An investigative report by the UK's ITV which ran on 9th Jan used investigative reporting techniques to expose just how easy it is to infiltrate fake drugs into the UK's retail and hospital supply chain.
IS YOUR MEDICINE FAKE? A TONIGHT SPECIAL: Fiona Foster presents a report on the illegal market for counterfeit drugs. She investigates how potentially dangerous forms of medicine can enter the supply chain for the NHS - and even be sold in high-street pharmacies. (ITV1, 8pm)
In July 2005, the UK's BBC had run a similar program on Fake Drugs. Both referred to the discovery of a fake Viagra plant running in a warehouse in a London suburb.
What made the ITV program unusual was the successful, and purposefully deceitful, application for a wholesale drug license from the MHRA using fake identities and a rented office space. The MHRA immediately responded with a press release, indicating that it was within its rights to investigate the ITV programmers for making a false application. The program probably villified the MHRA unfairly, and the 'made-for-television' sting with hidden-cameras and disguised faces smacked of grandstanding. However, the problem is real - and the program demonstrated to a comfortably-numb TV audience how pervasive it could be.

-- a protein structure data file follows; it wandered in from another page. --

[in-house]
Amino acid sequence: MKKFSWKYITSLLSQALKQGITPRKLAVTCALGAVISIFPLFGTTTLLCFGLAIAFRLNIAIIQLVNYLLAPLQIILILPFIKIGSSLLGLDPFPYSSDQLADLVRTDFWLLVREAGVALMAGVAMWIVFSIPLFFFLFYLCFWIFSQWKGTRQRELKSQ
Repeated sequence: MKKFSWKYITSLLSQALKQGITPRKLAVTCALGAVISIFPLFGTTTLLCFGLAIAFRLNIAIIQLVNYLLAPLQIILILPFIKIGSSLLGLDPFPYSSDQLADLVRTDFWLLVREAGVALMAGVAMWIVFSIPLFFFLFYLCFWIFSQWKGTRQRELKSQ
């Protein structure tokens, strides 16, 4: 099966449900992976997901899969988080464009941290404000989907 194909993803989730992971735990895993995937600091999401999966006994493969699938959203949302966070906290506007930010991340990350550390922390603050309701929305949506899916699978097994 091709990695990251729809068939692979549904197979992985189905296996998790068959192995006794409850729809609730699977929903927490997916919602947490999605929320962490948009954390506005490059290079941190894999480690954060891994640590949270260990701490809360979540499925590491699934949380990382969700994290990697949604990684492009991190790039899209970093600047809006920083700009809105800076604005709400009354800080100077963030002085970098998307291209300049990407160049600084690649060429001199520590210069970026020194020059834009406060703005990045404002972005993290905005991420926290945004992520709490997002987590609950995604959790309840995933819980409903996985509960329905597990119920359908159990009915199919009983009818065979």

Especially telling, was the number of times middle-men and patients said they looked at the packaging - even had it 'inspected' - and figured it was authentic. Only when one patient went online to find out which lot numbers of Lipitor had been counterfeit, did she go to her doctor. A better system which allows users to differentiate between real and fake by looking at the packaging is required - one which can be more proactive and informative than holograms or security inks.